E-hailing service providers are required by law to follow the same licensing conditions as taxi drivers, the Transport Ministry announced yesterday, 11 July
Transport Minister Anthony Loke said the implementation will kick off today, 12 July, as the ministry is hoping to provide a level playing field for the taxi industry and e-hailing operators, New Straits Times (NST) reported.
"To be fair to taxi drivers, the government will regulate e-hailing services through the Spad Act (2017 amendment) and Commercial Vehicle License Act (2017 amendment) from 12 July," Loke said.
Loke added the e-hailing industry will be given a one-year grace period from the date of enforcement to comply with these rules.
These are the set of regulations that e-hailing operators need to comply with:
Registering companies or cooperatives with the Companies Commission (SSM) or Cooperatives Commission (SKM) and undergoing inspections for vehicles over three years old at the Computerised Vehicle Inspection Centre (Puspakom).
Furthermore, theSun said drivers must obtain private service vehicle (PSV) licenses and subject to background screenings and medical checkups, as well as undergo a special six-hour driving training module at driving school or companies accredited by the Land Transport Agency (SPAD) for a fee of RM200 per person.
The government has also decided to cap commission rates for both taxi and e-hailing drivers
"Maximum commission rate of 10% has been set for e-hailing service that is run by taxi drivers and 20% for services run by personal vehicle drivers.
"The surcharge rate is also limited to two times of the fare price," the Seremban MP told reporters after yesterday's meeting with the ministry.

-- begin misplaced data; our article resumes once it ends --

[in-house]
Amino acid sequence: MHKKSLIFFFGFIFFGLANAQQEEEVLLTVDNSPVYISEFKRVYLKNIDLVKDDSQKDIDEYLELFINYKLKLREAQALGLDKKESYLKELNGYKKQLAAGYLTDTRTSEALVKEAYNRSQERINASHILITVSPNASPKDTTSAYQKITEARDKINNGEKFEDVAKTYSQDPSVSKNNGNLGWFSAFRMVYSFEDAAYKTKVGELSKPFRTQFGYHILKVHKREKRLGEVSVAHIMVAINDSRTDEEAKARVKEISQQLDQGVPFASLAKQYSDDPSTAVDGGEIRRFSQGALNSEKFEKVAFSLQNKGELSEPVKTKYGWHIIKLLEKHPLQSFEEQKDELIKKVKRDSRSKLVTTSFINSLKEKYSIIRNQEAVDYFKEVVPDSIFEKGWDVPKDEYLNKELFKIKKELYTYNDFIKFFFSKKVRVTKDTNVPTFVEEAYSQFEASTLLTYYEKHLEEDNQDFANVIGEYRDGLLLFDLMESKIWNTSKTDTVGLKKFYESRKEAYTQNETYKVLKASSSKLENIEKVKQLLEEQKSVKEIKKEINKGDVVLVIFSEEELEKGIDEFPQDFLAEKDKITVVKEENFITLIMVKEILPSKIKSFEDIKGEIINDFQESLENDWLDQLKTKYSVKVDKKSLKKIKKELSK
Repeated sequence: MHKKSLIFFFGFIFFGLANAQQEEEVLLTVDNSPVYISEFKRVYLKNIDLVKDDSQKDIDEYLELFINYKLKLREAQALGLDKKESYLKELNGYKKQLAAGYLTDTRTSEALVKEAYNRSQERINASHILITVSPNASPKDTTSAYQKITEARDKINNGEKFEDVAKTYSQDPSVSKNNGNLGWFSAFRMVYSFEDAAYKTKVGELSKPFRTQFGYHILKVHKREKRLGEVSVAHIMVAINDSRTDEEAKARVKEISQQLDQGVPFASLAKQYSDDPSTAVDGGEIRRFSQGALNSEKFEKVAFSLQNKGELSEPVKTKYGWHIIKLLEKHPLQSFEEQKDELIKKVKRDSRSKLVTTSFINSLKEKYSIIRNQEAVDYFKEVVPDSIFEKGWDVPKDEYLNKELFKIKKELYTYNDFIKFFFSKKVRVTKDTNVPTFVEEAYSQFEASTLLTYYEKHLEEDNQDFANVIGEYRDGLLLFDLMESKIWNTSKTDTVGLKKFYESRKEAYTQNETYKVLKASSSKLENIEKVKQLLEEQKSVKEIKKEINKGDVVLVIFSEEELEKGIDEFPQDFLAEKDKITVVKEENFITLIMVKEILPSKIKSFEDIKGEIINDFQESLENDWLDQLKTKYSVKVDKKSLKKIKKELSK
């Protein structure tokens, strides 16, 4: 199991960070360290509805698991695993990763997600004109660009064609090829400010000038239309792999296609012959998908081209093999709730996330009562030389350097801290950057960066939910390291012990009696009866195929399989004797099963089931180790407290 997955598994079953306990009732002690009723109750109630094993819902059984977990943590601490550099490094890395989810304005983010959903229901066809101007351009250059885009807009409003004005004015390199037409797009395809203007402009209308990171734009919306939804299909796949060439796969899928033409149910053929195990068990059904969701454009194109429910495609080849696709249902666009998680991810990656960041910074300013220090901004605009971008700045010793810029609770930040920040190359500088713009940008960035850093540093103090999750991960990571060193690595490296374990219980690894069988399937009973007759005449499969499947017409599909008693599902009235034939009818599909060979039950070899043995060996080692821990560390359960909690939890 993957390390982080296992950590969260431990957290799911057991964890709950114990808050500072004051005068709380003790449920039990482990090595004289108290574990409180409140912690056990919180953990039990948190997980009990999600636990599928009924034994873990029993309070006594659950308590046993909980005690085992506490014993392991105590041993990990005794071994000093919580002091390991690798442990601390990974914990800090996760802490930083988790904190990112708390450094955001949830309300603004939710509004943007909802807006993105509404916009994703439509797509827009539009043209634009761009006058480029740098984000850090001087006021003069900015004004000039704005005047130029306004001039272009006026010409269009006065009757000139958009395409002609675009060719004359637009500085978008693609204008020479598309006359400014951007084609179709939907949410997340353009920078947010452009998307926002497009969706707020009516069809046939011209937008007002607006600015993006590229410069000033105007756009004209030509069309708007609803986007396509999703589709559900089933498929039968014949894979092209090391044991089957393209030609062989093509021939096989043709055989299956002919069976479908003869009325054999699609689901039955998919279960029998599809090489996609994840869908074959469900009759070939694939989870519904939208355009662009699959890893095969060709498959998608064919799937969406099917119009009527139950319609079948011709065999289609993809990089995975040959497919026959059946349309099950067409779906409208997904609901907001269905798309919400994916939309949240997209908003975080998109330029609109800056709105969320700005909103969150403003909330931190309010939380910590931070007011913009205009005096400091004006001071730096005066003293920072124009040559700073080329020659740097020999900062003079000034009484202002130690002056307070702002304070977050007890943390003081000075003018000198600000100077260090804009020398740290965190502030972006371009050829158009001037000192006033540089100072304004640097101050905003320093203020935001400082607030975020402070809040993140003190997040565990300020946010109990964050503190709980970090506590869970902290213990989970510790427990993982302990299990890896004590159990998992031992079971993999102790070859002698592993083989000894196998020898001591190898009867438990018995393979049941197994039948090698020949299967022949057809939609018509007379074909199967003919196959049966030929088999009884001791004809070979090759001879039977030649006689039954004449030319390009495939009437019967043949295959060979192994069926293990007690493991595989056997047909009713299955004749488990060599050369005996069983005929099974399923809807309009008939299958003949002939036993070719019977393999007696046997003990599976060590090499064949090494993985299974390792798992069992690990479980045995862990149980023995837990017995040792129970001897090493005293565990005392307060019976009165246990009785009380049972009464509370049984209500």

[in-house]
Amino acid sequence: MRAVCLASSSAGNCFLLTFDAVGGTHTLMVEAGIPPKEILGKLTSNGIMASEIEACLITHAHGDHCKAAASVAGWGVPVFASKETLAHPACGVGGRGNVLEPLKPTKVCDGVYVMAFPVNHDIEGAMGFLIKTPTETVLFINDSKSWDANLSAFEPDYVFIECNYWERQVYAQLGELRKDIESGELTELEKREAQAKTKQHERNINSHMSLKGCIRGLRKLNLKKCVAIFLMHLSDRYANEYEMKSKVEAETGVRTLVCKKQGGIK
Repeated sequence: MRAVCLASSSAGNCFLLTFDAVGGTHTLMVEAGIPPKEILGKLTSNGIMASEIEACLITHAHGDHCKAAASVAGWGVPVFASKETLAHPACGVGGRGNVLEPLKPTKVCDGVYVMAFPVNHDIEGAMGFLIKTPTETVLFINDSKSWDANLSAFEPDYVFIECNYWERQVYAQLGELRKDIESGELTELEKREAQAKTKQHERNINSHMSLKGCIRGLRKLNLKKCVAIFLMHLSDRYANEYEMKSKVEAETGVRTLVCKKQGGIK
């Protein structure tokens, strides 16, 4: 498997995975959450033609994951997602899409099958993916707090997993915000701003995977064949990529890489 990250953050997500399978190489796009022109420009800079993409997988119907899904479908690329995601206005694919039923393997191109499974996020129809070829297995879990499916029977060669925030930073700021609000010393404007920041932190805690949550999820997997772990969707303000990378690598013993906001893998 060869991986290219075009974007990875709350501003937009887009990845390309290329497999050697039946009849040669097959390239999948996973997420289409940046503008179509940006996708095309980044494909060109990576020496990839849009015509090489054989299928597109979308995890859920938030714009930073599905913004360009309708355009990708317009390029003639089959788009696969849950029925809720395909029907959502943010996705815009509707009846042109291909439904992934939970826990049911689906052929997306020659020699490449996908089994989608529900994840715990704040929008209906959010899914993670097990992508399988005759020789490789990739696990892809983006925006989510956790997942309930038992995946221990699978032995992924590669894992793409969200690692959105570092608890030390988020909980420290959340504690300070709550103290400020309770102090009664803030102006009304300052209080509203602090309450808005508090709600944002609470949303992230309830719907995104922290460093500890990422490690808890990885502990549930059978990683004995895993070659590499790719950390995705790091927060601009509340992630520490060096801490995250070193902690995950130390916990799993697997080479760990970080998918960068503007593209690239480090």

Cabbies looking to join the e-hailing industry will be given a RM5,000 incentive by the government to purchase new vehicles, the same grant will be given to cabbies whose lease permits with taxi companies have ended.
Citing a recent incident involving the murder of a Grab driver, Loke said e-hailing applications must be installed with emergency call buttons for the safety of passengers and drivers
On top of that, passengers also need to upload their identity card or passport information on e-hailing apps in order to be verified, Malaysiakini wrote.
Addressing concerns over data leakage, Loke, as quoted by Sin Chew, said he had warned those in the e-hailing industry not to abuse all given information.
In a press release, Grab said it is currently in talks with the government to have a better understanding of the regulations
"We will assist our driver-partners through this transition and keep them updated on any developments, as it does affect their welfare and livelihood."
"Given that we are doing everything in our efforts, we urge our driver-partners to bear with us as we engage with our government to better understand the regulations and work out the best solutions that will minimise the impact on them," said Sean Goh, Country Head Of Grab Malaysia.
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